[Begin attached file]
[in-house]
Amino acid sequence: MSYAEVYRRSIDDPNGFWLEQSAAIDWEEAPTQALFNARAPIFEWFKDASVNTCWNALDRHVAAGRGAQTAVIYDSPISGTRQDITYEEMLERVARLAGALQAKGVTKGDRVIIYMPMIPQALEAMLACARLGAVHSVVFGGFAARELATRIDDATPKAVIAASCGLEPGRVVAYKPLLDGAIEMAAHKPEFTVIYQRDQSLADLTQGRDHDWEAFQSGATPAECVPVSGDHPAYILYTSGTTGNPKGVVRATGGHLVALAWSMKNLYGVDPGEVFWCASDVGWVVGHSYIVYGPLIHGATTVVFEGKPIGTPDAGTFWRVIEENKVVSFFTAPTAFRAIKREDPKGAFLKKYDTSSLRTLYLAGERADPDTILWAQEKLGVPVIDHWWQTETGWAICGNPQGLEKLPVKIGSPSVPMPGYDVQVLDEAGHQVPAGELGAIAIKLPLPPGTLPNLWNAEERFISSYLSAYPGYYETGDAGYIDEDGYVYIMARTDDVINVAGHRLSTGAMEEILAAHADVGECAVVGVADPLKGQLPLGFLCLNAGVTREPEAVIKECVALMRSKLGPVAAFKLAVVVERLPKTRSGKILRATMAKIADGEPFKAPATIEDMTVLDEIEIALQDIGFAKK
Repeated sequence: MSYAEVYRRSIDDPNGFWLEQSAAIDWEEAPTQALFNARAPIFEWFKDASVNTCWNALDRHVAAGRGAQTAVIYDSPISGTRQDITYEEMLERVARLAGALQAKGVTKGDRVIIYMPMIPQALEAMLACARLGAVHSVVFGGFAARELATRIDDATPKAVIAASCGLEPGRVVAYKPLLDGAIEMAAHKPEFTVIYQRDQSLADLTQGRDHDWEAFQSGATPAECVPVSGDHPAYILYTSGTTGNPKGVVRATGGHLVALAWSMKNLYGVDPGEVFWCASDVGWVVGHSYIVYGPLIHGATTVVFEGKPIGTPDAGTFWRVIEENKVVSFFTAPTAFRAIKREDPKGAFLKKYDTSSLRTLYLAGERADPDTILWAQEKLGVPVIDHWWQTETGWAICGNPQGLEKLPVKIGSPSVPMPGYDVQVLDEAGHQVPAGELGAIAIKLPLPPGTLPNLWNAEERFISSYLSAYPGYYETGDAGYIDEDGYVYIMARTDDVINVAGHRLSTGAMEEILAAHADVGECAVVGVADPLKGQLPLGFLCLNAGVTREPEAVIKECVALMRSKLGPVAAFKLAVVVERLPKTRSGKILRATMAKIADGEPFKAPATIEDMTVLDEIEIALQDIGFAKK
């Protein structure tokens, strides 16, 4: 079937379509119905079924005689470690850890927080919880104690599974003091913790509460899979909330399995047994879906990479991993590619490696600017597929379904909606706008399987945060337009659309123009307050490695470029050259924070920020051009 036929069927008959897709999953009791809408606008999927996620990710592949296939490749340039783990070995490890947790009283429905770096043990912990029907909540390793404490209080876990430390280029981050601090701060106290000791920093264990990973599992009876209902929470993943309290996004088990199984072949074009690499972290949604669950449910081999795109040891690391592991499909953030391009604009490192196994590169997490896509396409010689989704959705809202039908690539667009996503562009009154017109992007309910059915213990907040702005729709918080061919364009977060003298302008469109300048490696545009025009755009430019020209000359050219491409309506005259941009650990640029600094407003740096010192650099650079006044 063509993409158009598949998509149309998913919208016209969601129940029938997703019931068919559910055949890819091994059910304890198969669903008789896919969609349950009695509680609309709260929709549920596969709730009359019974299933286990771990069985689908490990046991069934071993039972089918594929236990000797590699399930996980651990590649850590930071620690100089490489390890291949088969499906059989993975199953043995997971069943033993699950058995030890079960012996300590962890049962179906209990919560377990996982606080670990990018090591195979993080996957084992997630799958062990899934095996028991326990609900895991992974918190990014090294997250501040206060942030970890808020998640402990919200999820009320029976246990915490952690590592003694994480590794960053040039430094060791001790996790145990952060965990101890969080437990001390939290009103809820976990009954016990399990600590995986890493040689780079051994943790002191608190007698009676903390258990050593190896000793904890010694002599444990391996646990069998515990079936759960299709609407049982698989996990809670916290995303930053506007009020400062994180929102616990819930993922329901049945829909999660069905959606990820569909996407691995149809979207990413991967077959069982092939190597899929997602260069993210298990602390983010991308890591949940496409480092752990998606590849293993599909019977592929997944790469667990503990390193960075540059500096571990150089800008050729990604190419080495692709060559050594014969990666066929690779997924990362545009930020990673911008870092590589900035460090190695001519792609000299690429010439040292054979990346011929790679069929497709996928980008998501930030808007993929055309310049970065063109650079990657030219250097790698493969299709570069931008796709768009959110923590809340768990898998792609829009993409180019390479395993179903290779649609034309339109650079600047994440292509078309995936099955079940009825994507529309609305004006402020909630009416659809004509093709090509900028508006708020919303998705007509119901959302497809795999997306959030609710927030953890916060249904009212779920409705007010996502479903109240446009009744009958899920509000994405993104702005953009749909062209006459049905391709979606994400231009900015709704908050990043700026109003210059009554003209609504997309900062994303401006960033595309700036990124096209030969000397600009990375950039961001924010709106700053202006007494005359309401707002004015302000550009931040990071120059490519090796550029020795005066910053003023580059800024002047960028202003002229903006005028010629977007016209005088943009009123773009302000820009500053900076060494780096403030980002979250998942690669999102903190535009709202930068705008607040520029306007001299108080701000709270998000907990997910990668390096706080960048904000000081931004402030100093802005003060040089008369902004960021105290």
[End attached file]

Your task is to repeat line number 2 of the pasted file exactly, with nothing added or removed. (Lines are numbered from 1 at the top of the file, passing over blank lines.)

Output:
Amino acid sequence: MSYAEVYRRSIDDPNGFWLEQSAAIDWEEAPTQALFNARAPIFEWFKDASVNTCWNALDRHVAAGRGAQTAVIYDSPISGTRQDITYEEMLERVARLAGALQAKGVTKGDRVIIYMPMIPQALEAMLACARLGAVHSVVFGGFAARELATRIDDATPKAVIAASCGLEPGRVVAYKPLLDGAIEMAAHKPEFTVIYQRDQSLADLTQGRDHDWEAFQSGATPAECVPVSGDHPAYILYTSGTTGNPKGVVRATGGHLVALAWSMKNLYGVDPGEVFWCASDVGWVVGHSYIVYGPLIHGATTVVFEGKPIGTPDAGTFWRVIEENKVVSFFTAPTAFRAIKREDPKGAFLKKYDTSSLRTLYLAGERADPDTILWAQEKLGVPVIDHWWQTETGWAICGNPQGLEKLPVKIGSPSVPMPGYDVQVLDEAGHQVPAGELGAIAIKLPLPPGTLPNLWNAEERFISSYLSAYPGYYETGDAGYIDEDGYVYIMARTDDVINVAGHRLSTGAMEEILAAHADVGECAVVGVADPLKGQLPLGFLCLNAGVTREPEAVIKECVALMRSKLGPVAAFKLAVVVERLPKTRSGKILRATMAKIADGEPFKAPATIEDMTVLDEIEIALQDIGFAKK